|What are my chances of being a successful road racer?||TheRepublican|
Jul 28, 2001 8:35 PM
|I'm a mountain biker, but have recently found myself riding on the rode a bit more. Before any sort of training i can maintain 17 to 19 mph over a 2+ hour ride. I ride a hardtail mtb with 1.95" knobbies. Would there be any potential for me if I got a road bike and started training?|
|Too soon to tell||Kerry Irons|
Jul 29, 2001 4:05 PM
|18 mph on flat roads with knobbies is respectable. In hilly riding, it's pretty impressive. But, it's way too soon to draw a conclusion about your road racing potential, which has to include riding skills (drafting, pack riding, cornering), sprinting, bike position, bridging to breakaways, etc. You can't predict success from your average speed for two hours. Plenty of strong solo riders get hammered in criteriums because they can't hack the constant accelerations, because they can't corner well, because they are afraid to ride in a tight pack, because they can't read the race, etc. Most would tell you that it takes 2-3 years of road racing to fully get the hang of things - you don't usually just jump in and do well or feel comfortable. You'll just have to try it and see what comes.|
Jul 30, 2001 6:54 AM
|Studies have shown that Republicans make terrible road racers. Here's why:
Too conservative to try to break away from the peloton.
You can't use oil to fuel a bike, it takes an "alternative energy source".
Big corporations don't support cycling so neither do Republicans.
With increased defense budget, the defense contractors are buying up all the titanium and aluminium leaving none for manufacturing bikes.
So, looks pretty grim for you!
Disclaimer: this is all meant as a joke, except for the part about big corporations. ;-)
|I'm with Kerry here||jw25|
Jul 30, 2001 7:10 AM
|No matter what your fitness, it takes a lot of experience to be a decent road racer. I've just upgraded to Expert, and recently did a 101 mile off-road race in 9:19 (Wilderness 101, beautiful course), but as a Cat. 5 racer, I'm pretty bad. |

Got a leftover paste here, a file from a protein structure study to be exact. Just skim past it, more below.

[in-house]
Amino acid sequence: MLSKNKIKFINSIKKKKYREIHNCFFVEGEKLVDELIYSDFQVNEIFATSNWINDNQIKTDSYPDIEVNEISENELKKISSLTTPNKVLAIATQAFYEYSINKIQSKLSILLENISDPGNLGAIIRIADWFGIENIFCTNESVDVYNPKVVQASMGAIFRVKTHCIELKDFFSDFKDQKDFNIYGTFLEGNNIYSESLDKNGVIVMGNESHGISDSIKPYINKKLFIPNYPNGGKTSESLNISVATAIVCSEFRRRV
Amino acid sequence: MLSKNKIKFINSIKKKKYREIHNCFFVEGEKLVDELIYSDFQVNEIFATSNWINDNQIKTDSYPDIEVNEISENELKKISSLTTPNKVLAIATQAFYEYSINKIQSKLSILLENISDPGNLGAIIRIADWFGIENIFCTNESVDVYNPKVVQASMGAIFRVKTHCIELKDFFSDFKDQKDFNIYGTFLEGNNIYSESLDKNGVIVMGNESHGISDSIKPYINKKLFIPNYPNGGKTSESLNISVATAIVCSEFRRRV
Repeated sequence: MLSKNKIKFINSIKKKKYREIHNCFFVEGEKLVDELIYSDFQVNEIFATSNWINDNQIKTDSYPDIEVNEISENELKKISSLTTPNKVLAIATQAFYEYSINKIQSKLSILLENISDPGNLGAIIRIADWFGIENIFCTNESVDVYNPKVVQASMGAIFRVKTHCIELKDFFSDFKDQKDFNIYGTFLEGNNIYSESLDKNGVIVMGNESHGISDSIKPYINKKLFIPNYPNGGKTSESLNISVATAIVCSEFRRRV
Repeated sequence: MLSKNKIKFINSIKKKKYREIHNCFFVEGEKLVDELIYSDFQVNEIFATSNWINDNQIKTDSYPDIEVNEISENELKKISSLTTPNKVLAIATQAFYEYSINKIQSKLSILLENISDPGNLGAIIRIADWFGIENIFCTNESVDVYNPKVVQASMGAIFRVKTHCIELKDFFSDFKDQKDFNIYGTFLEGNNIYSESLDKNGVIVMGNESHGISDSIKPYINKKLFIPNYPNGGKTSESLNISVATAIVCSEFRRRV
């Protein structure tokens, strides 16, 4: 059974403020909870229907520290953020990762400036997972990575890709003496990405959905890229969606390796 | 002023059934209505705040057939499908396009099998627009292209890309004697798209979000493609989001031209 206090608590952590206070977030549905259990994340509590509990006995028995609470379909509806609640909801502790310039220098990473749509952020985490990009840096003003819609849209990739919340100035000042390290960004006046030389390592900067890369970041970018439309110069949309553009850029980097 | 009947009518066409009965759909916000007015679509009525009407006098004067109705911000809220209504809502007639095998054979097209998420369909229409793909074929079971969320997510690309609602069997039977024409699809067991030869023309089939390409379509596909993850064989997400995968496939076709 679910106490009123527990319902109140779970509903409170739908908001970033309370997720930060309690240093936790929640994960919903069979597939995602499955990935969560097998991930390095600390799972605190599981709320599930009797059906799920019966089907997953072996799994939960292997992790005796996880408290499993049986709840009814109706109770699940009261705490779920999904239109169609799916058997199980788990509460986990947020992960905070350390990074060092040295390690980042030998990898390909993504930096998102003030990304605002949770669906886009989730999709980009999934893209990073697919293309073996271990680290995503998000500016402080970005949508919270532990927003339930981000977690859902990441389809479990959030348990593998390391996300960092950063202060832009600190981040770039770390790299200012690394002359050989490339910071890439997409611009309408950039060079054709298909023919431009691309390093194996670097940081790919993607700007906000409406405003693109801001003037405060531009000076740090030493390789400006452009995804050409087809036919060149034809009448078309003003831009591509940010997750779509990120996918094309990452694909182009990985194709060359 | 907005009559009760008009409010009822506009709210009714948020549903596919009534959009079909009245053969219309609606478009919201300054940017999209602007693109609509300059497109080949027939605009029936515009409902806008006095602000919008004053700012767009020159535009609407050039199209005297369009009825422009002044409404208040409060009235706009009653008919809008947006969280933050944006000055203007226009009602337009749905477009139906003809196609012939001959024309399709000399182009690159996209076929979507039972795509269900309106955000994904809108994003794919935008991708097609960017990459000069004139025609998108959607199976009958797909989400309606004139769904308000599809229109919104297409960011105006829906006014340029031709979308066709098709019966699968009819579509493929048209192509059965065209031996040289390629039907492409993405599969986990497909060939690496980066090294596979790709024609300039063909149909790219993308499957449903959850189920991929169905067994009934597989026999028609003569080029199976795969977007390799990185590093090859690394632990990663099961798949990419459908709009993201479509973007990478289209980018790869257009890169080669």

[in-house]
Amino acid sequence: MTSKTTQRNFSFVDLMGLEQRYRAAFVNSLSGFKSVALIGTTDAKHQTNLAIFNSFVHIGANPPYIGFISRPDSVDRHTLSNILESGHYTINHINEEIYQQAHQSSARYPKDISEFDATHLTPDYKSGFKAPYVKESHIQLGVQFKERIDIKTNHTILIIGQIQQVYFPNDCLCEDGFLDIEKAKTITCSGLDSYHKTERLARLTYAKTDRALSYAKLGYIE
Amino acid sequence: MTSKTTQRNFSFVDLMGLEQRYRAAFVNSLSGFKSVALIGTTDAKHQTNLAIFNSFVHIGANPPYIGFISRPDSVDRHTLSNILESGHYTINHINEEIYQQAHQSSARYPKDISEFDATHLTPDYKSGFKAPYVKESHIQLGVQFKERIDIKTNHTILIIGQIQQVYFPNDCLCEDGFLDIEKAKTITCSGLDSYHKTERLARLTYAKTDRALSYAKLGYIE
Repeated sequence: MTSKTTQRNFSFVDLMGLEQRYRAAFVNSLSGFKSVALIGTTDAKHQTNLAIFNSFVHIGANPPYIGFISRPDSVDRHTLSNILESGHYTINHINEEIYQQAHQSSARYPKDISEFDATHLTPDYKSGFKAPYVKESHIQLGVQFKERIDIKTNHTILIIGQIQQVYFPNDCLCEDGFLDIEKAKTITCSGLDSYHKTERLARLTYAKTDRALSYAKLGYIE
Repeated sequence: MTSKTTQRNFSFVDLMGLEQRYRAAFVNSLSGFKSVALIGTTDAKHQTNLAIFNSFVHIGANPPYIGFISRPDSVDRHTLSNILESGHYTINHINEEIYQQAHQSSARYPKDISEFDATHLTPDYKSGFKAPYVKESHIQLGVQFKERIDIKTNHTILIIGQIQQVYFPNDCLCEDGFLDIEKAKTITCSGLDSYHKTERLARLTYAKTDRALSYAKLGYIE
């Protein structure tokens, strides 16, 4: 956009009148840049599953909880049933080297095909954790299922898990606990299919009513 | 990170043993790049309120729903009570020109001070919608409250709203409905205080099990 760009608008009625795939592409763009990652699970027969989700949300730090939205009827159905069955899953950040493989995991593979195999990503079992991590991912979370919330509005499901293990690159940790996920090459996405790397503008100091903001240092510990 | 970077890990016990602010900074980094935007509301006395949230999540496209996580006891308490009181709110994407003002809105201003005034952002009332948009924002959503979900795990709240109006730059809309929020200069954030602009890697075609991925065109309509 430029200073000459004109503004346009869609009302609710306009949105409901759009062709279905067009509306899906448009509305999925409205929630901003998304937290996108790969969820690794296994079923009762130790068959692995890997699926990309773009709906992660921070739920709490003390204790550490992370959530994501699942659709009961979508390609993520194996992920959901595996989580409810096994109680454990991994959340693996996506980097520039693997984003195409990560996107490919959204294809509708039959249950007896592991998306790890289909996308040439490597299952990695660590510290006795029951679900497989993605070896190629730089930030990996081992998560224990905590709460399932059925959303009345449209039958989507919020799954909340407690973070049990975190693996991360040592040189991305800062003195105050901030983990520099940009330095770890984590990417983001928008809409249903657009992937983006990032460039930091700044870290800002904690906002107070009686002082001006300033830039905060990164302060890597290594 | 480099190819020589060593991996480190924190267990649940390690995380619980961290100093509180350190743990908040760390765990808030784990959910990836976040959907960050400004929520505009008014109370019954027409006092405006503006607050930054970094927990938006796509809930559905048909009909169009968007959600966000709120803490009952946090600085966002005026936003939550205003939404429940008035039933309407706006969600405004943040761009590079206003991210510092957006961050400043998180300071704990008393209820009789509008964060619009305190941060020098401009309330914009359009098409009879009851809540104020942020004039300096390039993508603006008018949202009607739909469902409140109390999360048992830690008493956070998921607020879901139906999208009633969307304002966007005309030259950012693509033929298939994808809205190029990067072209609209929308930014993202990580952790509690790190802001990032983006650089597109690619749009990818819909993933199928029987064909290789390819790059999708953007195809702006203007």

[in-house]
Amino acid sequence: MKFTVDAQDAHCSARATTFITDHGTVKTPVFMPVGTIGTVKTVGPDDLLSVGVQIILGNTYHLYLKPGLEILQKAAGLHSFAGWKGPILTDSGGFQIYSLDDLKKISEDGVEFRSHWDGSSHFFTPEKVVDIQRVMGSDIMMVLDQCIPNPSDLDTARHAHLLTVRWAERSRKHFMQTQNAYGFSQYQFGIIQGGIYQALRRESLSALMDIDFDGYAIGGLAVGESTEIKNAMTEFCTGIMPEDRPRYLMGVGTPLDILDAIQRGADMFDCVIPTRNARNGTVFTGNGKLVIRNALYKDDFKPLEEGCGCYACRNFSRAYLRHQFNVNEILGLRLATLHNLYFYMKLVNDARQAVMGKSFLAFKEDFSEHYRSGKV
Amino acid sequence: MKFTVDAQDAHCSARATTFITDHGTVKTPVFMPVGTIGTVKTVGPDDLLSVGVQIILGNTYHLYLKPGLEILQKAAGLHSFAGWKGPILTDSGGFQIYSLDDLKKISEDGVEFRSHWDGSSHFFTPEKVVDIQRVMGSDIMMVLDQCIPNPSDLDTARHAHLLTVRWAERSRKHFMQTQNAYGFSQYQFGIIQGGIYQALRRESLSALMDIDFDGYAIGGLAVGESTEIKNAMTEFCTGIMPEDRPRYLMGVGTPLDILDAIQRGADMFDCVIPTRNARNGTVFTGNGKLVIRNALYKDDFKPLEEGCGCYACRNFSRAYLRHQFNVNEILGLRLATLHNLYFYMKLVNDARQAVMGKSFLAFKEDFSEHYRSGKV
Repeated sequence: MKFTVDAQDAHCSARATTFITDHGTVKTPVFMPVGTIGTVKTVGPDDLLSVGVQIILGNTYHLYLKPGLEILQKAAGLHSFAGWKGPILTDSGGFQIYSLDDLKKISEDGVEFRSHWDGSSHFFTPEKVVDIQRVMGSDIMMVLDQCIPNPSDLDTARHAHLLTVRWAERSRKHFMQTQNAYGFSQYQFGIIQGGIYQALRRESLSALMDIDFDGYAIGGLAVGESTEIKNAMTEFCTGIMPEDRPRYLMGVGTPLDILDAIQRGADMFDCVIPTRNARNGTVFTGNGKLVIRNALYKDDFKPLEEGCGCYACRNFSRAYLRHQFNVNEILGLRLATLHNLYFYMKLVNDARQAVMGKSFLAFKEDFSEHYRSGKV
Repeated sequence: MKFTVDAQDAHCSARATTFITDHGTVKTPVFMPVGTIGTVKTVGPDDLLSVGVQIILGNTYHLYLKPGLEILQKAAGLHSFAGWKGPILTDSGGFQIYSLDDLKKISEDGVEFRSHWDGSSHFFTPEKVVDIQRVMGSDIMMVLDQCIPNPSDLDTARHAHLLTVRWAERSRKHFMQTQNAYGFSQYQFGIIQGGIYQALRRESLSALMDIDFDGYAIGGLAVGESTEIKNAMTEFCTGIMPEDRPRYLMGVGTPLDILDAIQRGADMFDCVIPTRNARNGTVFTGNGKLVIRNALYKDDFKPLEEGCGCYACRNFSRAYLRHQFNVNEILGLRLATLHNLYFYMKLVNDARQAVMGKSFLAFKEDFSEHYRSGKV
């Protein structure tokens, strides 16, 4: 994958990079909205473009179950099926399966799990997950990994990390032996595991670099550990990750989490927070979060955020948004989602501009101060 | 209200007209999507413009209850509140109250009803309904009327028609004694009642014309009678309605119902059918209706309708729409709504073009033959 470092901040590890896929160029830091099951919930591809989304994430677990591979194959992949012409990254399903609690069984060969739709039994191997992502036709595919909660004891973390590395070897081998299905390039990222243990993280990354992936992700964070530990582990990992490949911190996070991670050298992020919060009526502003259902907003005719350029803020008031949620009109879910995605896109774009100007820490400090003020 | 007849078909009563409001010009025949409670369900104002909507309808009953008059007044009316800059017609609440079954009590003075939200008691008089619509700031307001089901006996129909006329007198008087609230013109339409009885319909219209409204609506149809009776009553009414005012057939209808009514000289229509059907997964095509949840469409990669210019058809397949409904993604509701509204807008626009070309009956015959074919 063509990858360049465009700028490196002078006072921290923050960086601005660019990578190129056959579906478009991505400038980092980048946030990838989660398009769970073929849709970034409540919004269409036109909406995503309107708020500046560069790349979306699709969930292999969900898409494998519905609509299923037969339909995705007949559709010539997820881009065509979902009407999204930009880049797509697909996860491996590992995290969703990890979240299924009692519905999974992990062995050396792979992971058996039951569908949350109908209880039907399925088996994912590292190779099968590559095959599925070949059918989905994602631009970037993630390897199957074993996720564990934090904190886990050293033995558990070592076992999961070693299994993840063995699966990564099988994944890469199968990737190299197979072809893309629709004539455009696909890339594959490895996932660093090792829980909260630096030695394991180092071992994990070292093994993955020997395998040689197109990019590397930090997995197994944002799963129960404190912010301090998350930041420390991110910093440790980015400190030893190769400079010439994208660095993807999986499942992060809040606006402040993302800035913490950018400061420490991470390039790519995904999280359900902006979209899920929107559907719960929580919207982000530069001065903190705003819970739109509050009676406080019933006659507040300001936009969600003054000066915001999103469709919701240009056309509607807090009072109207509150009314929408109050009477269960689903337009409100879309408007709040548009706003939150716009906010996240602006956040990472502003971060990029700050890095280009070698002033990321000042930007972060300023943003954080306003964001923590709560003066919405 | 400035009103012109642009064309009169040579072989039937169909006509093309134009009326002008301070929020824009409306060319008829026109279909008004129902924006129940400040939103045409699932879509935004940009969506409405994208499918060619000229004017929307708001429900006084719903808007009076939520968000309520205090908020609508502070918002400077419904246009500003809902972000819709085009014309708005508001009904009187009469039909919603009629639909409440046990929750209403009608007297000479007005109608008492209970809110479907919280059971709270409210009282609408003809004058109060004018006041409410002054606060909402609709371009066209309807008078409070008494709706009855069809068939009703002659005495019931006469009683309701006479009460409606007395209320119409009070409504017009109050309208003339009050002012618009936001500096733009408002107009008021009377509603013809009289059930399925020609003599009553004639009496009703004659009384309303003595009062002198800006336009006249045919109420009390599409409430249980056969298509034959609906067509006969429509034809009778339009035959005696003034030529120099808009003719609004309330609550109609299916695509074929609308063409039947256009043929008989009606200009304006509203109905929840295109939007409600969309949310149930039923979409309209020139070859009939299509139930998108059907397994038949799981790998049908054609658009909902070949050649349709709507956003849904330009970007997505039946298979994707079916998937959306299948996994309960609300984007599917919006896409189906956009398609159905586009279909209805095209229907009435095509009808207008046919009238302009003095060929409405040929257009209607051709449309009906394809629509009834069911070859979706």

Before jumping into road racing, I'd recommend picking up a decent road bike. You don't need the latest and greatest; in fact strong and cheap should be your guidlelines. Road bikes are great for training, and as a Cat. 5 racer, plan to crash a few times. Once you decide to keep racing, then spend some dough on a good bike.
And here's the important part: find a group to ride with. Head to the shops, look for local clubs, whatever. Let them know you're a total newbie, and most will be only too happy to explain riding tactics like pacelines, drafting, holding a line, etc.
Once you can paceline well, try doing some fast race-training rides with the local hotshots, as this is the kind of thing you need. Not everyone in the peloton will be friendly, and often you need to fight for your position. No contact if you can help it, but some aggressiveness is very useful.
Next, go racing. Don't expect to do well, but do try to stay 5-10 positions from the front, and watch what the people up there do. This is where you'll learn tactics and strategy. After maybe 10 races (oddly enough, this is how many you need to do to upgrade to Cat. 4), you should have a decent idea of what to do, and how not to be dangerous in a pack. After that, it's all up to you, and how much work you put in.